When the tumult and the shouting have died from the pitch occasioned by the El Paso and Dayton massacres, there may be stillness enough, for a short time anyway, to accommodate a useful question.
How come now? That would be the question. How come not 50 years ago? How come this fat, burden-free time when everything we seemingly desire is seemingly ours to claim? Delivered free to our doorstep by Amazon?
A discerning friend suggests that the disturbed and angry and violent used to put revolvers to their own heads, and sometimes the heads of their mates. The thing they didn’t engage in was the wholesale slaughter of strangers innocent of any role in making them glum or dissatisfied.
The infliction of pain and suffering on others — for purposes of self-satisfaction — is a hallmark of the present day, as we might notice in any conversational stillness that succeeds the yelling and hollering and name-calling of the moment.
We could ask: why didn’t we do these awful sorts of things half a century ago? Because it hadn’t occurred to us we might do them? Or was it because particular human qualities, such as self-restraint, fellow-feeling, patience, and respect for others, played a far larger role in life than is the present case?
That they did indeed play a larger role seems impossible to deny. Important norms once put the brakes on the emotions that today seem to drive people over the edge of the cliff. We judge that by the absence of El Paso and Dayton-like massacres back when the country was generally governed by the aforesaid norms.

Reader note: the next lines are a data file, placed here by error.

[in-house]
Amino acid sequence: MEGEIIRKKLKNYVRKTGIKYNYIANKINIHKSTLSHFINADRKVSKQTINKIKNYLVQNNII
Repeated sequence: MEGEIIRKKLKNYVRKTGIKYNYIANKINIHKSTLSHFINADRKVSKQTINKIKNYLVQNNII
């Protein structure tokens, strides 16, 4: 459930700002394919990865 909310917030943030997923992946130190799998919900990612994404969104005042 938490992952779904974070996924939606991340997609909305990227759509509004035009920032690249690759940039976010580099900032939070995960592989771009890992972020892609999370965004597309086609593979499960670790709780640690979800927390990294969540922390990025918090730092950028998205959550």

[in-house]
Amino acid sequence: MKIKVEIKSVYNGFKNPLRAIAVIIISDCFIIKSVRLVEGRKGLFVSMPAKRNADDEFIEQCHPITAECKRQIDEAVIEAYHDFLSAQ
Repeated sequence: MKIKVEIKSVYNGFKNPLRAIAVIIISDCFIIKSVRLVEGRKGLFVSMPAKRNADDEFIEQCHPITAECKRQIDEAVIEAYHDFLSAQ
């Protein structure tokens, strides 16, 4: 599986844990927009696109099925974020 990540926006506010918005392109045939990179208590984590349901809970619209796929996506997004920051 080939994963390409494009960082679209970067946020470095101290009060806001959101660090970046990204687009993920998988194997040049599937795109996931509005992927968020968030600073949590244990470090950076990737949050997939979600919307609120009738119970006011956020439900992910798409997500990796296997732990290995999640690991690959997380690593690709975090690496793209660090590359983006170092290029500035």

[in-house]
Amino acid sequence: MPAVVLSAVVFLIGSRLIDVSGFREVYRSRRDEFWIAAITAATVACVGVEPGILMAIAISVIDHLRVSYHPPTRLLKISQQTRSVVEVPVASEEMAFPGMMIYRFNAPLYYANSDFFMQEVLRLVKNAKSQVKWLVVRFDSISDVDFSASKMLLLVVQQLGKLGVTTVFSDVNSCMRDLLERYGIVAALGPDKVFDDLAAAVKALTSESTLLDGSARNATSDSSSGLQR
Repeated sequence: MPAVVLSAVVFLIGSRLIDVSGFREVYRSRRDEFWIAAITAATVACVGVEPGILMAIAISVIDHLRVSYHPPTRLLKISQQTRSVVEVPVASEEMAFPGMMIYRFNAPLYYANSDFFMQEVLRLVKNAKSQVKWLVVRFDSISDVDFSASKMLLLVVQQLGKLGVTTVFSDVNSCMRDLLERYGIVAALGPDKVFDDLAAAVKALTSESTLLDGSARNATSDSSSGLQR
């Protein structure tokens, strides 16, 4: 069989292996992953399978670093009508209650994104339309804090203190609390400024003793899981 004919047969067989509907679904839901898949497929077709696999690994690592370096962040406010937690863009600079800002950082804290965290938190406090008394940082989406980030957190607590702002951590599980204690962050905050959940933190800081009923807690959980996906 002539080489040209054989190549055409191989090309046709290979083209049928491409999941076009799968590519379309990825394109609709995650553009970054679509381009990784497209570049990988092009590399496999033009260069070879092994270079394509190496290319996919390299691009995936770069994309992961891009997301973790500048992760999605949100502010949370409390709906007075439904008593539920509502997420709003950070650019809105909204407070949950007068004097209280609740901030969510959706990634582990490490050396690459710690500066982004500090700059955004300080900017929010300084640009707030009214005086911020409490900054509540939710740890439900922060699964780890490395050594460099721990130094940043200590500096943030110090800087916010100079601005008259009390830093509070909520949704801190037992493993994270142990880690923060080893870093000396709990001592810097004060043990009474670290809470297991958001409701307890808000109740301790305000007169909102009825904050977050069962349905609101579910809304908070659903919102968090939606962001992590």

Generally — not universally. It is a rough and bloody world we live in — rough and bloody and full of temptations to take out personal dissatisfactions on others. One of the purposes of civic morality, so to call it, is dissuading the violently inclined. This means one of society’s cardinal services is saying, in a clear, commanding voice: “No”!
That’s not the kind of thing you hear from us anymore. “No” imprisons us. Ties square knots in our thoughts, our ambitions. What we want to hear is “Yes, yes!” — in the spirit of the times we created all by ourselves, oh, around half a century ago. The ’60s. The old rules of personal restraint? The rules of social control and definition? We don’t go in for those very much. Father — assuming you’ve seen him in the past year — no longer knows best, and Mom hasn’t got the time at the end of her day at the office. Cool guys stay home and play video games in preference to attending church with the nerds. Marriage — so what? Abortion? It’s your body, your life.
August 2019 brings the 50th anniversary of the Woodstock love-in: universal symbol of mud-caked liberation, done your way, friend, nobody else’s. The spirit of the ’60s culminated with Woodstock; the ’70s nourished the legend. Never mind if you weren’t there. Four hundred thousand were there for you, and what they did, or didn’t do (and there wasn’t much they didn’t do, outside murder) came to symbolize the creed of the times. “Just do it” became a national slogan, thanks not just to the doings there but to all that followed. Personal liberation from norms and standards took on the aspect of a righteous cause.
Is this to blame Jimi Hendrix and Janis Joplin for the El Paso and Dayton massacres? That would be stretching things a bit. No one in August 1969 had much notion of what was to come once personal satisfaction became the new norm, replacing the ones that time had worn smooth and valueless. Woodstock was about peace and love: of which you can’t get enough, until a fellow lover of peace — peace his way — opens up with an assault rifle.
The times are assuredly — let us say substandard, to leave room for overdue improvement. I don’t think Donald Trump created them or presides over their horrors, whatever Cory Booker and a newly foul-mouthed Beto O’Rourke may assert. We are all involved, one way or another. The times, they are ours.
William Murchison is writing a book on moral restoration in the 21st century.
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